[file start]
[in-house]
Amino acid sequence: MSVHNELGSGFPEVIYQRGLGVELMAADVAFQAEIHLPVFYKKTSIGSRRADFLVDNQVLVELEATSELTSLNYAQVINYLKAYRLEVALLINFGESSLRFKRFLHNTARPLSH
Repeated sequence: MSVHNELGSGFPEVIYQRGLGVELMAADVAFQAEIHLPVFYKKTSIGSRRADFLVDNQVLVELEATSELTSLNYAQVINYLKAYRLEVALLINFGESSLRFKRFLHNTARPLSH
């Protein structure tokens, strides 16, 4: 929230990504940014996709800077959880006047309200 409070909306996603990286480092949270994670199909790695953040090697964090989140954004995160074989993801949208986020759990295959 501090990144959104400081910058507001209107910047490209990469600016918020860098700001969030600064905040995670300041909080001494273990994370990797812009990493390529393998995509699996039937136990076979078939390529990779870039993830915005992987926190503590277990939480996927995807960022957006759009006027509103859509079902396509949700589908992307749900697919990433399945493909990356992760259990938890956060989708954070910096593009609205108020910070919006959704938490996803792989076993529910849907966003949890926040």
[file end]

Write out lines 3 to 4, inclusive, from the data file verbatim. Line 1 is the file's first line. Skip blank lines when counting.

Repeated sequence: MSVHNELGSGFPEVIYQRGLGVELMAADVAFQAEIHLPVFYKKTSIGSRRADFLVDNQVLVELEATSELTSLNYAQVINYLKAYRLEVALLINFGESSLRFKRFLHNTARPLSH
């Protein structure tokens, strides 16, 4: 929230990504940014996709800077959880006047309200 409070909306996603990286480092949270994670199909790695953040090697964090989140954004995160074989993801949208986020759990295959 501090990144959104400081910058507001209107910047490209990469600016918020860098700001969030600064905040995670300041909080001494273990994370990797812009990493390529393998995509699996039937136990076979078939390529990779870039993830915005992987926190503590277990939480996927995807960022957006759009006027509103859509079902396509949700589908992307749900697919990433399945493909990356992760259990938890956060989708954070910096593009609205108020910070919006959704938490996803792989076993529910849907966003949890926040």